The 2019 National Assessment of Educational Progress highlighted stagnant and declining performance in mathematics in both 4th (14% proficient) and 8th (7% proficient) grades for students with disabilities. Mathematical understanding is critical for science, technology, engineering, and mathematics (STEM) and information and communication technology (ICT) careers. Disparities are even more severe in critical areas, such as fractions. Conceptual knowledge in fractions mediates fraction performance between students with and without specific learning disabilities (LD) such as dyslexia, dysgraphia, and dyscalculia. In fact, researchers report 4th to 6th graders with LD begin their study of fractions with diminished engagement and conceptual understanding compared to their peers and show significantly less improvement in solving problems and application of computational procedures over time.
The Dream2B video game is designed to supplement students who have not demonstrated proficiency in the conceptual understanding of mathematics. The game was developed during the 2020 – 2021 academic year through a collaborative effort including researchers Matthew Marino, PhD., and Michelle Taub, PhD., at the University of Central Florida and Jessica Hunt, PhD. at North Carolina State University. In addition, Amy Hackenberg, PhD. at Indiana University Bloomington and Steve Price, PhD. at Portland State University provided peer review of the initial game design documents. The game, which is funded by the National Science Foundation (NSF) #1949122, is based on a curriculum developed by Dr. Hunt during an early career award at NSF. It is Internet browser-based and can be played either at school or in informal settings.
The game is aligned with the Universal Design for Learning theoretical framework. This framework challenges curriculum developers to increase the accessibility of learning materials using multiple means of engagement, representation, action, and expression. The research team is currently preparing to launch a beta-version of the video game for feedback from our core consumers: elementary school students, teachers, and their parents or guardians.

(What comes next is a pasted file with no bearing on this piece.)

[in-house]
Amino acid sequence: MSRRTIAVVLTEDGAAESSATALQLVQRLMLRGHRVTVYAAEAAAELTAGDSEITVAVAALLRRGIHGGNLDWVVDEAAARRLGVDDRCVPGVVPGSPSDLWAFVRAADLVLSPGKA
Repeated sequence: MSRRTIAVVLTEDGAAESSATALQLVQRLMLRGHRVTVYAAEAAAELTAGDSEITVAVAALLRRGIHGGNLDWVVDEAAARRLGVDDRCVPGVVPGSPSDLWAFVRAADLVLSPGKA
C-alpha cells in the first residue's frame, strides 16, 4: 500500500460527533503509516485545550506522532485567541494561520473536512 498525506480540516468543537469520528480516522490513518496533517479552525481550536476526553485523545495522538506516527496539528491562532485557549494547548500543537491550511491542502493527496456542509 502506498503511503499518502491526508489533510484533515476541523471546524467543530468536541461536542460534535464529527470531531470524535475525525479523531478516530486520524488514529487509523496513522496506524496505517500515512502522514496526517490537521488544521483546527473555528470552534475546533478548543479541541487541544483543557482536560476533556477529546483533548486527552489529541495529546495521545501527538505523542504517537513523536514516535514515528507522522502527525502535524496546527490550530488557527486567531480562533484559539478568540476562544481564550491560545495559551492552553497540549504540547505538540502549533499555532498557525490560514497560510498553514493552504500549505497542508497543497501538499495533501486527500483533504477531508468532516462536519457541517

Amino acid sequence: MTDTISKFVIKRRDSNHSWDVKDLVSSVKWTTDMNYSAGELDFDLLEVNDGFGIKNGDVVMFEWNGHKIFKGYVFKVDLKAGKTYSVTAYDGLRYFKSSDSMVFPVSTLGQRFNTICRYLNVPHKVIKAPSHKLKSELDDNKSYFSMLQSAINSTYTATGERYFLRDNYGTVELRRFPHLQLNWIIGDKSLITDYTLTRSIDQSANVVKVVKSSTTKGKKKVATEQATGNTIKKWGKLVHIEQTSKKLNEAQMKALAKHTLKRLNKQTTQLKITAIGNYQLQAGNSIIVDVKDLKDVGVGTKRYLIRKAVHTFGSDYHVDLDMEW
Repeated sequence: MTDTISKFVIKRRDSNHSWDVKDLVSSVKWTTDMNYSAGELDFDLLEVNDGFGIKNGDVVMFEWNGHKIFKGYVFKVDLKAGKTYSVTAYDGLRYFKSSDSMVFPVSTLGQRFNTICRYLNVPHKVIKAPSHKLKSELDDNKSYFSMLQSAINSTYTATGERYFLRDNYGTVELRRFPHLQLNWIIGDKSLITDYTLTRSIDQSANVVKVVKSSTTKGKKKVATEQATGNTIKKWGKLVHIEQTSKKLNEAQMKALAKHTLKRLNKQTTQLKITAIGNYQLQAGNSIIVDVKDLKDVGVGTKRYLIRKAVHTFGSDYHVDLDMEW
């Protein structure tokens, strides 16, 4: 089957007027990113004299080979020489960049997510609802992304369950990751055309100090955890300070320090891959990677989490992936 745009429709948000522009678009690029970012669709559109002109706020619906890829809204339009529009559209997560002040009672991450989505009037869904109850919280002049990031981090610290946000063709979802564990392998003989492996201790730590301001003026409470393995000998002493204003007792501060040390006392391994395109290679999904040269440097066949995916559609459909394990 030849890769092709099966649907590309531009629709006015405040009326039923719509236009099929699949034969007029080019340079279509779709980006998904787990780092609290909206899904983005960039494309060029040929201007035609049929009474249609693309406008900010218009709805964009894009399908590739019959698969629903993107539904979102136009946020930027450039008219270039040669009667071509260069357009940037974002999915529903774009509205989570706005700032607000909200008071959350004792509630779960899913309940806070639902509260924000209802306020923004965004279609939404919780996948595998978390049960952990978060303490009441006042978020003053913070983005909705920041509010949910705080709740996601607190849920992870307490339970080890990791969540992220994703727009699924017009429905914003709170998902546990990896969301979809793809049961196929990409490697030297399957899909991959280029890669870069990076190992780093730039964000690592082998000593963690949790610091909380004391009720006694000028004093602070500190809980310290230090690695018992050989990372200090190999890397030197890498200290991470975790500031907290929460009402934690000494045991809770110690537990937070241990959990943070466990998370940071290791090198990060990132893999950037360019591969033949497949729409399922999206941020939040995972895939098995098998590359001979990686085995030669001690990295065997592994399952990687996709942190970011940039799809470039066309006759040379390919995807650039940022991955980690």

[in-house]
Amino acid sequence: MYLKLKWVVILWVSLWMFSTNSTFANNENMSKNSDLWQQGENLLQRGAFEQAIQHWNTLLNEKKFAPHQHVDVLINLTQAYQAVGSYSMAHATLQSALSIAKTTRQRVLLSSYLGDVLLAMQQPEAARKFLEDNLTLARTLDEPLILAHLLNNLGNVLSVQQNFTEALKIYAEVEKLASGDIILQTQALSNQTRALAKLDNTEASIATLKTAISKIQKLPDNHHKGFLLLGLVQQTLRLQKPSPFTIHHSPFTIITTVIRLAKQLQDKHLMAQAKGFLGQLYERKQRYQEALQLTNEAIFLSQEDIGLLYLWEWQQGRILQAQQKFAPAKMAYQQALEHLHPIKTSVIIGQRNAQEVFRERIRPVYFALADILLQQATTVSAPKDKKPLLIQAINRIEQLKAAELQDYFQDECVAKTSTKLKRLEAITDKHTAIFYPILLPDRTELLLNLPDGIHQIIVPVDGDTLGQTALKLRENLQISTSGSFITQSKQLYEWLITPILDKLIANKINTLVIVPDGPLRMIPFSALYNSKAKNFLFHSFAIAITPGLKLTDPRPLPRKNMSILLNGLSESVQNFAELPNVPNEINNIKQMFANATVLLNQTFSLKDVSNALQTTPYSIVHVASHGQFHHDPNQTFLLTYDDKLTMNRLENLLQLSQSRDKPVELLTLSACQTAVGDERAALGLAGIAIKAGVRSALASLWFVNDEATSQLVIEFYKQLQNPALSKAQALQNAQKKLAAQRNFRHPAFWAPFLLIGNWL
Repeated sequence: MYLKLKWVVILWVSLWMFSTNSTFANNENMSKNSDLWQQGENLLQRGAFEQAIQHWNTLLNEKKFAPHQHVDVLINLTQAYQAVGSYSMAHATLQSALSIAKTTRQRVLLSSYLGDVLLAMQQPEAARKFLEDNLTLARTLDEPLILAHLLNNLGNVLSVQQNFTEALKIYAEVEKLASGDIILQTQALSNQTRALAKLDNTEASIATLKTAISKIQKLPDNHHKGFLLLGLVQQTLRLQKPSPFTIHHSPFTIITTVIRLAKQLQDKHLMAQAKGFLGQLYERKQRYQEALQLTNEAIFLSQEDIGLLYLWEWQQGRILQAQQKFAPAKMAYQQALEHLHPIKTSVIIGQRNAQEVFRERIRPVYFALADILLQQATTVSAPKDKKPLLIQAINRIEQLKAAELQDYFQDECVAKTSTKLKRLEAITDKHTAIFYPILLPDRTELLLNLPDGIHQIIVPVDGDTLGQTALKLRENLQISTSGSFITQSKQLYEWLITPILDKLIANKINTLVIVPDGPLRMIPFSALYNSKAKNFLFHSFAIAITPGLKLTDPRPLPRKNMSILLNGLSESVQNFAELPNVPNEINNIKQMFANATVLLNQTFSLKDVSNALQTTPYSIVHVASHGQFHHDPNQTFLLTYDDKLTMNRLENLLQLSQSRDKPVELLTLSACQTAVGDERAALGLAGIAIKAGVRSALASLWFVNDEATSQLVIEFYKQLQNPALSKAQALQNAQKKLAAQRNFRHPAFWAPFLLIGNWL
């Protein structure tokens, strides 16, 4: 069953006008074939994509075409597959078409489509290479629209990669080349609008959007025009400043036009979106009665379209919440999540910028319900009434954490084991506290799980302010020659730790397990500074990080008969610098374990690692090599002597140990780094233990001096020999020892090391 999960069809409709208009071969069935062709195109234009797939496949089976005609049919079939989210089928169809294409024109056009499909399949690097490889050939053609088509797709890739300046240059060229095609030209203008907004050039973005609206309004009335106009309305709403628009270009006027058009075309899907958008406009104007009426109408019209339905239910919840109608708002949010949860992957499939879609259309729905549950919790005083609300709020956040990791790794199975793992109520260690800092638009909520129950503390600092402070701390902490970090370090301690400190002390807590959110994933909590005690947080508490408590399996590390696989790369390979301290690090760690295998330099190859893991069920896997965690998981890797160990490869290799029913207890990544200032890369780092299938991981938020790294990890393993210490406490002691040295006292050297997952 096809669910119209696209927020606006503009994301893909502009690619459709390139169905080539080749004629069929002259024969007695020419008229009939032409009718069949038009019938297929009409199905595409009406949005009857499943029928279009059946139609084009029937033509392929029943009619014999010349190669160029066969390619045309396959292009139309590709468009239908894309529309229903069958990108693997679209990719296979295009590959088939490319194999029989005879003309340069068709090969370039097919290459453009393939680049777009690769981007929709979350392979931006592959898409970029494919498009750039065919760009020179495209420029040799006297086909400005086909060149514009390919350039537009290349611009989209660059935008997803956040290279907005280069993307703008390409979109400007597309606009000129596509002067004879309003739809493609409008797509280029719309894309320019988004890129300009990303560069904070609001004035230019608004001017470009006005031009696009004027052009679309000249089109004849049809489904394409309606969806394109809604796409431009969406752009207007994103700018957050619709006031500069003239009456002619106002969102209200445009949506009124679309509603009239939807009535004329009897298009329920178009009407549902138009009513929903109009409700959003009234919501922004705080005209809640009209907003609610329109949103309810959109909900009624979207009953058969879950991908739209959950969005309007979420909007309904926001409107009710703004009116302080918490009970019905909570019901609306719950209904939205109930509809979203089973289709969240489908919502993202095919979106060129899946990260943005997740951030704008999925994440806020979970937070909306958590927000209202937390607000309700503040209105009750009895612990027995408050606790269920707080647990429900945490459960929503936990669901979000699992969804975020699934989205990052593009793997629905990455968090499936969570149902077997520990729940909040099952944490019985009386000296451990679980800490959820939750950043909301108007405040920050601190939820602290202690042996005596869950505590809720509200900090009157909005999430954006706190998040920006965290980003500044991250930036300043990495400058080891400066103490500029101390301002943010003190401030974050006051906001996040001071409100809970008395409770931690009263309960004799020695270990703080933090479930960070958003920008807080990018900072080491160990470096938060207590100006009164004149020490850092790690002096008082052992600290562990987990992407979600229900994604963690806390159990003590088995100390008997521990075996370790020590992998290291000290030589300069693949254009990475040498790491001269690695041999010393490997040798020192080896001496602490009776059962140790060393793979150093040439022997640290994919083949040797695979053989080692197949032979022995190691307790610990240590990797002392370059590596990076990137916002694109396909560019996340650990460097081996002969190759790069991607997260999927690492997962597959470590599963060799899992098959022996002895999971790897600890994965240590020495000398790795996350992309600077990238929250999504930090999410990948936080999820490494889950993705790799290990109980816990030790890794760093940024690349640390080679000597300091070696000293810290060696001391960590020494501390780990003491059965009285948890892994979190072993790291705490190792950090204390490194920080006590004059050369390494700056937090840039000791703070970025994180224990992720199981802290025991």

The “Interdisciplinary Coaching As a Nexus for Transforming how Institutions Support Undergraduates in STEM (iCAN)” is an exploratory project that occurred over two years. iCAN relies on coaching and mobile technologies (e.g., tablets & smartphones) to help undergraduates with disabilities achieve success in science, technology, engineering, and mathematics (STEM). The project team systematically investigated how a successful model for enhancing undergraduate STEM learning and persistence at Landmark, a small rural college in Vermont, can be migrated to the University of Central Florida. The project benefits both the graduate students who are pursuing a Master’s degree in Exceptional Education and undergraduate STEM majors. It provides practicing teachers with insights regarding how to better prepare students to be college and career ready.
RET Site: Collaborative Multidisciplinary Engineering Design Experiences for Teachers (CoMET)
Our RET site program at UCF will expose middle school to high school science and math teachers to various aspects of IoT technologies from design to manufacturing in an effort for them to experience the complete lifecycle of hardware and software, i.e., building blocks of IoT. The teacher participants will gain a new insight into this cutting-edge engineering research through the application of scientific knowledge, hands-on experiments, and development of their teaching modules, which will enrich their classroom teaching.
Project Adapting College Classrooms to Equally Support Science Students (Project ACCESSS) will take an important and significant step towards increasing the impact of improved instruction in active learning courses, particularly for students with executive function disorders such as attention deficit/hyperactivity disorder or autism spectrum disorder.